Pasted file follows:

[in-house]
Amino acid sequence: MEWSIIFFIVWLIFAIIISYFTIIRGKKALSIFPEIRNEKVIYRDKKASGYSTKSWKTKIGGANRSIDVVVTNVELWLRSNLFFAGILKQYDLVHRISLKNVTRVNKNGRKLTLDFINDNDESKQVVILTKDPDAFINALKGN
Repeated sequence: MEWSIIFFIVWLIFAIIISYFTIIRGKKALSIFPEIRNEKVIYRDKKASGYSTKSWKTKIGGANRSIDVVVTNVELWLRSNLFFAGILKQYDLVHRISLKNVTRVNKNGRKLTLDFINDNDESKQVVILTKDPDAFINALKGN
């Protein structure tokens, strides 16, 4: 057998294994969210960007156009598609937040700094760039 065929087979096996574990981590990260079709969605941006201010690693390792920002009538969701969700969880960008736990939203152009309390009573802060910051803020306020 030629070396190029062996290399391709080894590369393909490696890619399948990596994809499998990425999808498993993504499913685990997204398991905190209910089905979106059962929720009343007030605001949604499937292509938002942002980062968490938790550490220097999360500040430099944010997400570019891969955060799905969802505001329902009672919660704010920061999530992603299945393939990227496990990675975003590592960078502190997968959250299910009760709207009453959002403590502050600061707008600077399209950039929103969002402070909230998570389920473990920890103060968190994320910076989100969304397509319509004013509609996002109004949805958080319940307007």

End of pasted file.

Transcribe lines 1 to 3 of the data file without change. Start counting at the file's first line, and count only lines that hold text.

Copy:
[in-house]
Amino acid sequence: MEWSIIFFIVWLIFAIIISYFTIIRGKKALSIFPEIRNEKVIYRDKKASGYSTKSWKTKIGGANRSIDVVVTNVELWLRSNLFFAGILKQYDLVHRISLKNVTRVNKNGRKLTLDFINDNDESKQVVILTKDPDAFINALKGN
Repeated sequence: MEWSIIFFIVWLIFAIIISYFTIIRGKKALSIFPEIRNEKVIYRDKKASGYSTKSWKTKIGGANRSIDVVVTNVELWLRSNLFFAGILKQYDLVHRISLKNVTRVNKNGRKLTLDFINDNDESKQVVILTKDPDAFINALKGN